Nothing directs mainstream media attention to sailing like a good accident. When Team Vestas Wind hit a reef in the Indian Ocean, the Volvo Ocean Race became a media darling. The visual of America’s Cup defender Oracle Racing’s AC72 self-destructing under the Golden Gate Bridge went viral overnight. It’s hard to beat a disaster story. But scripting such accidents is ill-advised, and not great press, either. For mainstream media, sailing also gets attention when it’s connected to another relatable experience — something rare, that involves preparation, risk and luck. We’re talking about setting and beating records.
We can all relate to records: how many days you can resist your guilty pleasure, how much time you can shave off your commute, or how many wieners a guy can scarf down in 10 minutes. There are also the more noteworthy records, like the longest free dive (200 meters), most balls juggled (11), or heaviest weight lifted with the toes (51 pounds).
Sports and records are inseparable. For a story to grab a reader’s attention, a record-setting (or -breaking) headline is a clinch. To really matter, however, the record itself must be meaningful, and that is where sailing records seem to be running off the rails.
The most egregious are the non-record records, often to serve a sponsor: A sailor secures a salary, plots a course, and seeks media coverage for a “new record” — one with no existing benchmark. Then there are those record hunters who cherry-pick from a menu of trivial times. With the fast offshore multihulls and monster monohulls of today, one can lay claim to all sorts of rarely challenged offshore passages to feign importance: “Really, you’re the fastest from San Francisco to Shanghai? Fascinating!” Lesser records steal thunder from the iconic tracks.
Established race records have likewise become murky. Why be beholden to the unfavorable weather pattern of a scheduled offshore race when you can sail the same distance at your convenience, waiting for the ideal conditions to secure fast passage? Most prominent offshore races now have two records for the same distance: the actual race record and the course record. They are two very different benchmarks. For the 2015 Transpac Race, the 105-foot trimaran Lending Club 2 excused itself from the race and left three days early, grabbing a better weather window to set a new record and diverting the race spotlight to its own program. After the MOD70 trimaran Phaedo3 finished second in the slow 2015 Fastnet Race, it returned to the course a month later to blister the record. Why take a chance and race against people when a favorable forecast can assure you a footnote in the record books?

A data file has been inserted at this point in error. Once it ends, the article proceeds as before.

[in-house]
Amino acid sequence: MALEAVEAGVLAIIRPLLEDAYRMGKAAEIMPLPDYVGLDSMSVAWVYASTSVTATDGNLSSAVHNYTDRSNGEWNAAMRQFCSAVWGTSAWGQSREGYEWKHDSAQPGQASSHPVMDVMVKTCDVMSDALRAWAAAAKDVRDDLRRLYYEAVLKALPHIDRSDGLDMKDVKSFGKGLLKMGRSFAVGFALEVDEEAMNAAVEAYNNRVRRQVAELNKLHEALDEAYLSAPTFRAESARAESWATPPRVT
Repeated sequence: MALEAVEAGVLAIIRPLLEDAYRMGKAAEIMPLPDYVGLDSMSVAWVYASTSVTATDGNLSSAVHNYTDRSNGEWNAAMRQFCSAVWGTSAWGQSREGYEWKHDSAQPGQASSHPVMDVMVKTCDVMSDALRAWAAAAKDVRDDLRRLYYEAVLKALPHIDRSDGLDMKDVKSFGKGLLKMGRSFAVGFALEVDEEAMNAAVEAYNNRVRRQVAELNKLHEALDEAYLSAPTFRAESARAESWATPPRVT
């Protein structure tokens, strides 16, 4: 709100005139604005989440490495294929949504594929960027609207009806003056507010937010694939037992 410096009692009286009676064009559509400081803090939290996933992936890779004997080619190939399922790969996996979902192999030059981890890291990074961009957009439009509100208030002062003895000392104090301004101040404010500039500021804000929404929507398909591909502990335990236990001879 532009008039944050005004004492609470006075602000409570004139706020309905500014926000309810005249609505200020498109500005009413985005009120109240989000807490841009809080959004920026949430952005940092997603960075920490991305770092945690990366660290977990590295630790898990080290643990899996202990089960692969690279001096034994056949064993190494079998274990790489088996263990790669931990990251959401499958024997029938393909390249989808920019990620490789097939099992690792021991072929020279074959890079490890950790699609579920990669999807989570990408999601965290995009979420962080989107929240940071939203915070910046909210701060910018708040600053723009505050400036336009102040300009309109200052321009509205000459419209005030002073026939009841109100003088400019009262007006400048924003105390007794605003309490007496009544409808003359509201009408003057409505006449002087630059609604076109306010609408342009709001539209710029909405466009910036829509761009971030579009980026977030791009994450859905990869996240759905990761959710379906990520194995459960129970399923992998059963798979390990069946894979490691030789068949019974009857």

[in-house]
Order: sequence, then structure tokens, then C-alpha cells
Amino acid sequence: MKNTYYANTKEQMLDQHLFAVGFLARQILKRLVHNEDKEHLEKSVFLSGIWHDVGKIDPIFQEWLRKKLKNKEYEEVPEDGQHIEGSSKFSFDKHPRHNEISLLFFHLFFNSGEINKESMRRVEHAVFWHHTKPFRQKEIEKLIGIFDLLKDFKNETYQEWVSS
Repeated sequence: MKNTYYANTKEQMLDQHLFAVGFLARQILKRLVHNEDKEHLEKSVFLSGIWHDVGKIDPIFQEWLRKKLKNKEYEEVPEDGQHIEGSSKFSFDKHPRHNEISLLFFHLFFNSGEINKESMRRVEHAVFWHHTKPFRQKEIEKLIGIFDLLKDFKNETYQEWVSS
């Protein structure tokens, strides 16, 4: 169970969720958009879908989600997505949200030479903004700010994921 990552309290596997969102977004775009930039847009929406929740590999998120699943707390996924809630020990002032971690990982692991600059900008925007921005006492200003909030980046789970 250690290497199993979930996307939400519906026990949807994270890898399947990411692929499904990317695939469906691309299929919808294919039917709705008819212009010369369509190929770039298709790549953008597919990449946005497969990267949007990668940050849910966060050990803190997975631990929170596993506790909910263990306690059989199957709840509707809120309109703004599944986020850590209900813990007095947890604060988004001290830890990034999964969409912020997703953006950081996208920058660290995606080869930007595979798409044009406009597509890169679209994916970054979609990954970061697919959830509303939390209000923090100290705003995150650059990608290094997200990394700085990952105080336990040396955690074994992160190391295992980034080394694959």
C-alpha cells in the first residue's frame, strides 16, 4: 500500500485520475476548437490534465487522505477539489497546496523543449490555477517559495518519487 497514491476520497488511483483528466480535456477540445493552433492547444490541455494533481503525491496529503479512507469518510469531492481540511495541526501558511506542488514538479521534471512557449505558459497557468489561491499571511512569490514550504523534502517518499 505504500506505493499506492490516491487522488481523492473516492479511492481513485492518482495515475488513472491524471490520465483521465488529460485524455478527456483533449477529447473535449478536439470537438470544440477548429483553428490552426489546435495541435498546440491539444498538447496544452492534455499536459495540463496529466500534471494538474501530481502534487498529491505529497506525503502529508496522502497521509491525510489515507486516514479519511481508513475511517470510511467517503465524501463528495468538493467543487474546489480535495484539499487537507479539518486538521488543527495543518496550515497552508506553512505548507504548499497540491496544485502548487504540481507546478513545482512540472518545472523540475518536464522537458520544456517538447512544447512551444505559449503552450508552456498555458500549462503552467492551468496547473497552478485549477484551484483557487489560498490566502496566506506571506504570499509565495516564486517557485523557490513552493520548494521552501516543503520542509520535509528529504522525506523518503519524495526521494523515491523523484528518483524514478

The business of sailing records would be a real mess if not for the forethought shown in 1972 when the International Yacht Racing Union (now International Sailing Federation) established the World Sailing Speed Record Council. The council’s experience and authority ensure standards are such that new records allow for repeatable conditions, and attempts to break existing records find no shortcuts. WSSRC is the lone authority for sailing records, but not every record gets recorded. Records need substance and uniqueness, and should involve only performance. Yet there are many records in WSSRC’s book, maybe too many, recognizing solo or crewed efforts, multihull or monohull boats, etc. WSSRC will recognize gender records too, but not efforts that involve the human condition, such as age (youngest or oldest) or ability/disability. The group is expert in measuring speed, it says, while seeing measuring people as less of an exact science.
A discontinued record category is youngest nonstop, singlehanded round-the-world. After 18-year-old Jesse Martin’s 1999 circumnavigation, concerning trends emerged: The sailors were younger and their campaigns more commercial, and in some cases more reckless. But when WSSRC stepped out, all the rules did too, and teenagers who followed took shorter routes — some through the Panama Canal — than established guidelines permitted.